The very first grant the Pitt Hopkins Research Foundation made back in 2012 was to the lab of Dr. David Sweatt at the University of Alabama Birmingham. He needed the money to hire the most promising young researcher he could find to devote his career to Pitt Hopkins. He found that in Dr. Andrew Kennedy. They are both scientists with hearts as big as their brains, and the more we learn about science, the more we know how incredibly lucky we are to have them both in our court. Dr. Kennedy just started his career as a professor at Bates College in Maine. Dr. Sweatt is now the chair of the pharmacology Department at Vanderbilt University. This paper is the culmination of their incredible work at UAB… and shows a very promising treatment for Pitt Hopkins.
So what does that mean? It means there is an already FDA approved medicine reversing the symptoms of Pitt Hopkins in mice. It means there is increasing evidence we will be able to reverse symptoms in our children. It means we are actively pursing clinical trials. And it means, more than anything, that we will continue to fight for every little miracle.
Thank you Drs. Kennedy, Sweatt and UAB for doing this amazing work… and to all those who supported it, we cannot EVER thank you enough!
Read full article and report here.
Study suggests new way to treat rare autism disorder
by Bill Synder
A protein that plays a powerful role in learning and memory may be a key to improving treatment of a rare autism spectrum disorder called Pitt-Hopkins syndrome (PTHS), a new study suggests.
J. David Sweatt, Ph.D., the new chair of the Department of Pharmacology in the Vanderbilt University School of Medicine, has been studying the protein, called transcription factor 4 or Tcf4, for several years.
In a paper published this week by the journal Cell Reports, Sweatt and his colleagues at the University of Alabama at Birmingham (UAB) report that mice deficient in Tcf4 exhibit impairments in social interaction, vocalization, learning and memory characteristic of PTHS.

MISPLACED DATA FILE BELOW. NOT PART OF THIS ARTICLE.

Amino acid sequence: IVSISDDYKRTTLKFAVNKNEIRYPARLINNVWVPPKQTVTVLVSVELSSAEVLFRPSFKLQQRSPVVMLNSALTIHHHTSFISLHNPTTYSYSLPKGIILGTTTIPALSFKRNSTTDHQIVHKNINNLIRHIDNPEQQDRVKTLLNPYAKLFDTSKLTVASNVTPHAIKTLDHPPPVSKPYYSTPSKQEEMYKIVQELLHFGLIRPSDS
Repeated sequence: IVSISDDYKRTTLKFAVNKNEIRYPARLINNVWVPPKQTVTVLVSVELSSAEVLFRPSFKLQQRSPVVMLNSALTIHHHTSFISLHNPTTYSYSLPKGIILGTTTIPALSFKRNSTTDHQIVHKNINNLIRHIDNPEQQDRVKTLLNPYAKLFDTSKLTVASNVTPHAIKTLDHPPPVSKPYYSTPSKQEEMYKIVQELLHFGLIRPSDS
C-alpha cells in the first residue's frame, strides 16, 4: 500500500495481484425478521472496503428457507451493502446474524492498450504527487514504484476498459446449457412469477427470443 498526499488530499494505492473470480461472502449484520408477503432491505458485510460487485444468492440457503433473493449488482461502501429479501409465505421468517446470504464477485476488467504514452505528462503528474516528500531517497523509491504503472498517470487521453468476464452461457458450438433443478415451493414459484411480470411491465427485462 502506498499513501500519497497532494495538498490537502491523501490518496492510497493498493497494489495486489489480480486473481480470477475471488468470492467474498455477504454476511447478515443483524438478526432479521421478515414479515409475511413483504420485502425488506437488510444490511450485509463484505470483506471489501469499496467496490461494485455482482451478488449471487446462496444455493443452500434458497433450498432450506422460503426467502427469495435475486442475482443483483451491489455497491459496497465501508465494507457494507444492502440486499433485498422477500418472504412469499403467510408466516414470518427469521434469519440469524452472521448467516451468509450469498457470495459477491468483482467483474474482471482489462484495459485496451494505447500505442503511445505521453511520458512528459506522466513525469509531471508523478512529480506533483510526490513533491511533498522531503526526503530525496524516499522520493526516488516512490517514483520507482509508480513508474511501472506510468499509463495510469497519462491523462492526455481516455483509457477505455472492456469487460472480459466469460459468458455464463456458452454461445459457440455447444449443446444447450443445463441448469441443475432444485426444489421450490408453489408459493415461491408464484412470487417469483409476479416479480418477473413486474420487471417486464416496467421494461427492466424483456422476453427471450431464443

The impairments were “normalized” when the mice were given small-molecule drugs called HDAC inhibitors, which alter Tcf4-associated gene expression in the brain. The finding suggests that “broadly acting, epigenetically targeted therapeutics … might be particularly beneficial in PTHS patients,” the researchers concluded.
“We are quite excited by these findings, said Sweatt, a Vanderbilt University-trained pharmacologist who formerly chaired the Department of Neurobiology and directed the McKnight Brain Institute, both at UAB.
“Pitt-Hopkins Syndrome is an orphan disease that has not been extensively studied,” he said. “Having identified one potential avenue for possible therapeutics is an important step forward.”
Epigenetics refers to environmental factors that affect DNA transcription, the read-out of the genetic code, and thus gene expression. For example, histone deacetylase (HDAC) enzymes help regulate the way DNA is packaged and transcribed in part through acetylation, by adding acetyl groups to the histone proteins that coordinate gene structure.
Transcription factors like Tcf4 adjust the transmission of signals across the synapses, or gaps between nerve cells, a phenomenon known as synaptic plasticity. A type of synaptic plasticity called long-term potentiation, or LTP, is associated with the brain’s ability to learn, acquire language and lay down memory.
It’s been known for some time that Tcf4 exerts its effects on transcription by attracting HDACs. Drugs called HDAC inhibitors have been long used in psychiatry and neurology to stabilize mood and prevent epileptic seizures. More recently they have been studied as possible treatments for cancer, Alzheimer’s disease and depression.
Through their mouse model, Sweatt and his colleagues connected the observed effects of Tcf4 and HDACs on gene expression in the brain. Their study adds credence to the notion that chemical modification of DNA and DNA packaging can result in to long-lasting behavioral change, even post-developmentally.
Future studies are planned to further investigate the possible use of currently available FDA-approved HDAC inhibitors in the Pitt-Hopkins mouse model, Sweatt said.
The study was supported by the Defense Advanced Research Projects Agency (DARPA), the National Institutes of Health (grants MH57014 and MH104158), Civitan International, the Simons Foundation, McKnight Brain Research Foundation and the Pitt-Hopkins Research Foundation.
Originally published on the Pitt Hopkins Research Foundation website.